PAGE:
The Royal Society of Canada is the senior and most prestigious academic society in Canada. Members represent a wide range of academic fields, including the arts, social and natural sciences and humanities. Candidates can be nominated by existing members, seconded by at least two others, or by one of the society's member institutions. Existing members of the society then vote to elect the next cohort of fellows. Election to the society is considered one of the highest honours in Canadian academia.

For more information visit the RSC’s website.

QICSI venture taking on the world

The SpectraPlasmonics team at the Dunin-Deshpande Summer Pitch Competition. L-R: Yusuf Ahmed, Malcome Eade, Christian Baldwin, Tyler Whitney, Ryan Picard.
The Spectra Plasmonics team at the Dunin-Deshpande Summer Pitch Competition. L-R: Yusuf Ahmed, Malcome Eade, Christian Baldwin, Tyler Whitney, Ryan Picard. (James McLellan)

Hot off their strong performance in the 2017 Dunin-Deshpande Summer Pitch Competition, the guys behind Spectra Plasmonics are taking their show on the road. 

Hosted by Singapore Management University, the prestigious Lee Kuan Yew Global Business Plan Competition features 36 finalists vying for 15 prizes including cash and services. This year’s competition theme is “Smart Cities”, and entrants will be judged on four criteria: innovativeness of the business idea; commercial feasibility; the impact of the idea including market, societal impact, and sustainability; and capability to execute. 

It was Tyler Whitney (Comm’17, Arts’18) who first heard about the week-long Lee Kuan Yew competition through an exchange opportunity he had in Singapore during his Commerce program. Once Spectra Plasmonics had launched, as part of the Queen’s Innovation Centre Summer Initiative (QICSI), he took the idea of submitting an application back to his teammates. Despite the 550 applications to the competition, including applications from ventures at prestigious American universities, Spectra Plasmonics was one of the lucky few accepted. So, Mr. Whitney, along with teammates Ryan Picard (Sci’17), Malcom Eade (Artsci’18), and Christian Baldwin (Sci'19) packed their bags and headed to Singapore, while team member Yusuf Ahmed (Eng'18) tends to the shop back home. 

“Spectra Plasmonics sells an enhancing piece of tech for a chemical detection device which allows for quicker, more accurate detection,” explains Mr. Whitney. “We first heard about the technology through the Office of Partnerships and Innovation when it was pitched to us during QICSI. The technology was invented here at Queen’s in the Chemical Engineering department by Hannah Dies (MSc’21, Meds’21), Dr. Aristides Docoslis, and Dr. Carlos Escobedo, and the product has garnered significant interest from governments and law enforcement agencies. We think this is an excellent fit with the competition theme because our product gives people that live in cities the tools they need to know more about their surroundings and adjust accordingly.”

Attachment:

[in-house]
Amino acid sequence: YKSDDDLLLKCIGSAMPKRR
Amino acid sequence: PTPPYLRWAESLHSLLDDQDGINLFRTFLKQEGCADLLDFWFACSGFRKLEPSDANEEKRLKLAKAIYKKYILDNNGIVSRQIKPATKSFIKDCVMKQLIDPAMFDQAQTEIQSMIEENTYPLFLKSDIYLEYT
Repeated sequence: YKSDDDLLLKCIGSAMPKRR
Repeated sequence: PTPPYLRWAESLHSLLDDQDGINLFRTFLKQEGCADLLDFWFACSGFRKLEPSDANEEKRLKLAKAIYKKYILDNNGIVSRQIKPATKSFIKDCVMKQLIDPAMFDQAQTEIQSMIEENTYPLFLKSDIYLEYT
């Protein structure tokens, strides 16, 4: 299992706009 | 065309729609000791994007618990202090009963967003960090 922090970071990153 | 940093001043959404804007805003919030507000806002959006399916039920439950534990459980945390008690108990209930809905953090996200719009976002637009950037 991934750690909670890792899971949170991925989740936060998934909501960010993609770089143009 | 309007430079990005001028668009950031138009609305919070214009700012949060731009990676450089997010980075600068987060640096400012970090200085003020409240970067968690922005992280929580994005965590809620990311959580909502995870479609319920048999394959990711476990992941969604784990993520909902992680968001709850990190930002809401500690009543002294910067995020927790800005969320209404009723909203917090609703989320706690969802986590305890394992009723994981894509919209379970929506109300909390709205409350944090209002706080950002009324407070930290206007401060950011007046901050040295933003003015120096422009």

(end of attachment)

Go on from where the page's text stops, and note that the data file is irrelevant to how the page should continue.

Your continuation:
Once the technology was developed, the Queen's Office of Partnerships and Innovation began working with Dr. Docoslis and the research team to secure patent protection for the technology and seek opportunities to commercialize it. Ramzi Asfour, the office's Assistant Director for Commercial Development for applied science and information technologies, says the technology was a good fit for QICSI businesses because of its short product development cycle and the nearby access to NanoFabrication Kingston's facilities. 

“This technology has great potential for changing the way Raman Spectroscopy is currently used,” says Mr. Asfour. “It’s a simple, yet sophisticated technique for enabling cheaper yet highly sensitive chemical sensing in a number of applications where more expensive forms of testing are currently used. We are happy with the progress that Spectra Plasmonics has made to date and are looking forward to continuing to help them achieve long term success.”